The Man Who Could Not Remain Silent


Reviewed by: Amber Wilkinson

The Man Who Could Not Remain Silent
"Slijepcevic is a documentarian by trade and he maintains a strong sense of realism."

The idea that evil thrives in silence is not a new one but it is brought home with emotional punch in the latest short by Nebojša Slijepčević. His tense drama unfolds in a place which could scarcely have more witnesses - the busy carriages of a train. It’s 1993 - an era indicated by the walkman headphones sported by one passenger - and the train is travelling through Bosnia and Herzegovina when it is stopped unexpectedly. None of this is stated outright, an appropriate decision for a situation which you sense could be taking place any time and anywhere, especially given the current state of the world. Soon the train is boarded by paramilitary forces bent on ethnic cleansing and demanding to see people’s ID.

Slijepčević is a documentarian by trade and he maintains a strong sense of realism - there’s attention to detail in those headphones and a believable sweep to the narrative. He also keeps us guessing, focusing first on passenger Dagan (Goran Bogdan) who looks decidedly worried about the incursion before his film bends and twists in unexpected ways. To say much more about the plot - even though it is sadly based on a true incident with which some may be familiar - would be to spoil the tension that Slijepčević carefully mounts in a single carriage where Dagan is travelling with a group of strangers including a young man (Silvio Mumelaš) and a much older one (Dragan Mićanović).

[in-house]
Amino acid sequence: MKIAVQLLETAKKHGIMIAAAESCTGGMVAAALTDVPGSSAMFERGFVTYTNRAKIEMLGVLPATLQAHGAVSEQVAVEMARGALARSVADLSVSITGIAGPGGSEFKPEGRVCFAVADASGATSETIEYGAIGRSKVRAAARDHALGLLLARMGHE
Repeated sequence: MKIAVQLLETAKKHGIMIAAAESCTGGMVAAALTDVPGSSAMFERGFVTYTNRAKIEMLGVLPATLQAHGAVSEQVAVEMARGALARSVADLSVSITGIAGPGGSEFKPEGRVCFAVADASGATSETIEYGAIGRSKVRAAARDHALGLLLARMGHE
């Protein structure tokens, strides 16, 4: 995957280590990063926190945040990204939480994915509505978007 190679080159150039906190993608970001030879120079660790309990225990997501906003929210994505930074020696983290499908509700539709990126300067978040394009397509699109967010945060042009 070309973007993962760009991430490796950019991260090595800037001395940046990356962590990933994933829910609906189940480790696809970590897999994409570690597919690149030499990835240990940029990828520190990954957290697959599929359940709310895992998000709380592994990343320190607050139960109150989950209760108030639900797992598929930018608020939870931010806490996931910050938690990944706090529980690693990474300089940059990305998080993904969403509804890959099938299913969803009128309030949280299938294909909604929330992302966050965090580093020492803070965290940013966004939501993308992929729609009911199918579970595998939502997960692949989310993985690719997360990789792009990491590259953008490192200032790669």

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The writer/director asks us to consider what we would do in their situation, if someone we didn’t know suddenly came under what we instinctively know is an existential threat. Beyond showing an act of heroism, Slijepcevic also demonstrates how easy it is to instinctively be complicit even if you believe you would not. All of this is brought home at close quarters by Gregor Bozic’s camerawork, which makes us feel as though we are in the carriage as well.

The Man Who Could Not Remain Silent deservedly took home the short film Palme d’Or in Cannes. It is perfectly self-contained but could just as easily be part of a longer narrative. If Slijepčević has one in mind, let’s hope he gets the funding for it as he clearly has an aptitude for turning fact into gripping fiction with a point to make.

Reviewed on: 28 May 2024
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Tension mounts on a passenger train after it is stopped by paramilitaries.

Director: Nebojša Slijepčević

Writer: Nebojša Slijepčević

Starring: Goran Bogdan, Alexis Manenti, Dragan Mićanović, Silvio Mumelaš, Lara Nekić, Nebojša Pop Tasić

Year: 2024

Runtime: 14 minutes

Country: Croatia


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